Happy July 4th!

Posted in exhibitions by Editor on July 3, 2010

As noted at ArtDaily.org:

Fair copy of the Declaration of Independence in Thomas Jefferson's hand, 1776 (New York Public Library)

One of The New York Public Library’s greatest treasures, a full-text version of the Declaration of Independence handwritten by Thomas Jefferson will be on view through July 31 at The New York Public Library’s Stephen A. Schwarzman Building in the Sue and Edgar Wachenheim III Gallery. The display will be open for a special viewing over the Independence Day weekend, Sunday, July 4 through Monday, July 5. The exhibition also includes early printings of the Declaration as well as a letter from Benjamin Franklin to George Washington mentioning that the Declaration was being drafted. . . .

In the days immediately following ratification on July 4, 1776, Jefferson made several copies of the text that had been submitted to the Continental Congress, underlining the passages to which changes had been made. Jefferson was distressed by the alterations made, most notably the removal of his lengthy condemnation of slavery. The Library’s copy is one of two known to survive intact. It is shown together with the first Philadelphia printing and the first New York printing of the final version issued by Congress. These versions are complemented by the earliest newspaper printings; the second
official version ordered by Congress, published by a woman printer in Baltimore.

Regular exhibition hours are Monday, Thursday, Friday, and Saturday, from 11 a.m. to 6 p.m.; Tuesday and Wednesday from 11 a.m. to 7:30 p.m. There will be a special viewing of The Declaration of Independence exhibition only from Sunday through Monday, July 4 through July 5, from 1 p.m. to 5:00 p.m. (all other Library exhibitions, collections, and services will be unavailable).

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There’s also an informative online component of the exhibition, available here»

More on Meissen — Chance to Win at Apollo Magazine

Posted in books by Editor on July 3, 2010

Apollo Magazine’s weekly competition:

We are pleased to announce that our new competition prize is The Arnhold Collection of Meissen Porcelain 1710–50 by Cassidy-Geiger, Sebastian Kuhn and Heike Biedermann (The Frick Collection, $275), to coincide with our just published July/August issue, which celebrates the 300th anniversary of the Meissen manufactury’s foundation. The Arnhold porcelain collection is one of the most important great prewar Meissen collections to have survived intact. Uniquely, most of the pieces date from the first decades of the royal factory, established by August II, Elector of Saxony and King of Poland, in 1710. The collection features a broad range of early work – much of it experimental, including table and chocolate services; figures; European porcelains and Asian ceramics.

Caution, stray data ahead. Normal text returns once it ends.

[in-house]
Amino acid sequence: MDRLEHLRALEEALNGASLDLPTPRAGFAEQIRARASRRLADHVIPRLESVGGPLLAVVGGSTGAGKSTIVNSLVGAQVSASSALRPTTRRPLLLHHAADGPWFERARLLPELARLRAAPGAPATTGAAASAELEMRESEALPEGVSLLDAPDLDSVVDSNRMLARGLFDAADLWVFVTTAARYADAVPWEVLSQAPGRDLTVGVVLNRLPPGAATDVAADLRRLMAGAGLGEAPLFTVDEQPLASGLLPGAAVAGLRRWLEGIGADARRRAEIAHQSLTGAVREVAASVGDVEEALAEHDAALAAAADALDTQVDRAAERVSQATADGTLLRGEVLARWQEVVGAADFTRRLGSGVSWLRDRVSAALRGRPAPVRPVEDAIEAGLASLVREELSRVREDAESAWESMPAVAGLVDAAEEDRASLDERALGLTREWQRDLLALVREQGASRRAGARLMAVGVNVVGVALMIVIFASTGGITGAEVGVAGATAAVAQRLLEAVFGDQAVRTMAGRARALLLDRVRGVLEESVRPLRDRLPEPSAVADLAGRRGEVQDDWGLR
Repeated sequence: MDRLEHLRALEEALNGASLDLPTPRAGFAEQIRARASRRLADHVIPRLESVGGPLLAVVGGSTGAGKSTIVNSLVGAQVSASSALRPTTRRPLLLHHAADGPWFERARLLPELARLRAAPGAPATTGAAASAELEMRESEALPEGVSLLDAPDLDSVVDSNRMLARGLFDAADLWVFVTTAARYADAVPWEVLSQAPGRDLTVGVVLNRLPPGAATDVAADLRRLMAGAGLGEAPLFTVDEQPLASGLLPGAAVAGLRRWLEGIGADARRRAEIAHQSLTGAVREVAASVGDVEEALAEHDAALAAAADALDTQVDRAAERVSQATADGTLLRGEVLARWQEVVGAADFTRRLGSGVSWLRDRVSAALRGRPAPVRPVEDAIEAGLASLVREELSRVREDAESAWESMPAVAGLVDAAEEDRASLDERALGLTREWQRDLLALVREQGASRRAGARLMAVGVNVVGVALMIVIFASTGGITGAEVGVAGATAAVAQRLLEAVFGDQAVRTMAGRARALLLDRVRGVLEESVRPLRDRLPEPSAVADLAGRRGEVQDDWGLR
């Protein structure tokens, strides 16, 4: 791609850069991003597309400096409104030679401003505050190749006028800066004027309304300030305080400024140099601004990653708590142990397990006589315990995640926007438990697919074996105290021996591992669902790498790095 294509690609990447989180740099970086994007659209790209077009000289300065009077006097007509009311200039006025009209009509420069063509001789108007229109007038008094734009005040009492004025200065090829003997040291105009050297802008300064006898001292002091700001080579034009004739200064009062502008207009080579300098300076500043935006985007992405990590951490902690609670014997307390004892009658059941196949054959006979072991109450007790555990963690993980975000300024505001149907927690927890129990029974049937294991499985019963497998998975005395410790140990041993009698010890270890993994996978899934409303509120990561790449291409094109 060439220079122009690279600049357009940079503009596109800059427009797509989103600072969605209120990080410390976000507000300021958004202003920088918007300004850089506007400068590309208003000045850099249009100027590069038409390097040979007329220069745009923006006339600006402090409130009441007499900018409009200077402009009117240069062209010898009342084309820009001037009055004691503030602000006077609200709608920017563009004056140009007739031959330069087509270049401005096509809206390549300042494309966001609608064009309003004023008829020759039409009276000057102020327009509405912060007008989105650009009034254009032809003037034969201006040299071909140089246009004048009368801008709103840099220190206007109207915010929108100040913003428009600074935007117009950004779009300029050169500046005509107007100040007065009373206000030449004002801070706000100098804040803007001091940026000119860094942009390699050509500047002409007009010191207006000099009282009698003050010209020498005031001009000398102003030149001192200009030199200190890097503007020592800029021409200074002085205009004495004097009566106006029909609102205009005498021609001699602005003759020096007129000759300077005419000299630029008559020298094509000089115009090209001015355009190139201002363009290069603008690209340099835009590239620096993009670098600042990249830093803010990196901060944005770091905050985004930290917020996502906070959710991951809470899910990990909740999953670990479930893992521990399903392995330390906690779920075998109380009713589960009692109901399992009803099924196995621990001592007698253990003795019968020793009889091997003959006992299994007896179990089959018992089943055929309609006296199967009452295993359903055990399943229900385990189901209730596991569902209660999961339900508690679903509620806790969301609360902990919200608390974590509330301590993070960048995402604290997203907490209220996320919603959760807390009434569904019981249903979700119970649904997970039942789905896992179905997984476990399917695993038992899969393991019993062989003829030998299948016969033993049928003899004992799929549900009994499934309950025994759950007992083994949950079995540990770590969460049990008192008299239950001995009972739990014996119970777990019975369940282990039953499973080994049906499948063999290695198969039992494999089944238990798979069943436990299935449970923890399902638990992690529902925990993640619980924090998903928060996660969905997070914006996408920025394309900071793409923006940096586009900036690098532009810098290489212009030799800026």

For your chance to win, simply answer the following question:
In what year did Johann Joachim Kändler become Modellmeister at the Meissen factory?

Email your answers to offers@apollomag.com using ‘Meissen’ as the subject of your email. Only answers received before midday on 7th July will be entered into the competition draw.

Good luck!

Selections from the Prado Library

Posted in exhibitions by Editor on July 3, 2010

From the Prado:

Bibliotheca Artis: Treasures from the Museo del Prado Library, 1500-1750
Prado, Madrid, 5 July — 17 October 2010

Curated by Javier Docampo, Head of Library, Archive and Documentation at the Museo Nacional del Prado

Giuseppe Galli Bibiena, (1696-1756), "Architetture e prospettive... ," 1740 (Cerv/708)

The Museo del Prado Library, presently installed in the Casón del Buen Retiro, houses an important Old Books Holdings, notably increased the past years thanks to the acquisition of the José María Cervelló library and the Daza-Madrazo family library. The exhibition will show forty books and manuscripts dated between 1500 and 1750, as well as a group of eight paintings from the museum’s collection (Titian, El Greco, Velázquez, etc) which will reveal different connections between the bibliographical fund and the paintings collection.

The exhibition is made up of three sections. The first one, Bibliotheca artis, shows the basic landmarks of the European artistic bibliography from the most important renaissance treaties (Alberti, Leonardo, Dürer) up to the fundamental works form the Spanish Golden Age (Pachecho, Carducho, García Hidalgo, Palomino). The second one, Bibliotheca architecturae is devoted to architectural treaties conceived as a defined typology among art books and it comprises early editions of the Vitruvio up to great Italian and European renaissance treaties (Palladio, Serlio, Vignola, Delorme, Dieteterlin). Some books from public festivities will be included (royal admissions, canonizations…) conceived as an irreplaceable testimony of the disappeared ephemeral architectures. And finally, the section Bibliotheca imaginis which focuses on the role that books play as a work tool and as a source of inspiration for artists. From the artists’ portrait repertoire to the drawing drafts, baroque emblem books or the albums with reproductions of works of art, the whole will show the importance of illustrations in books in the building of the visual European imaginary of the Modern Age.

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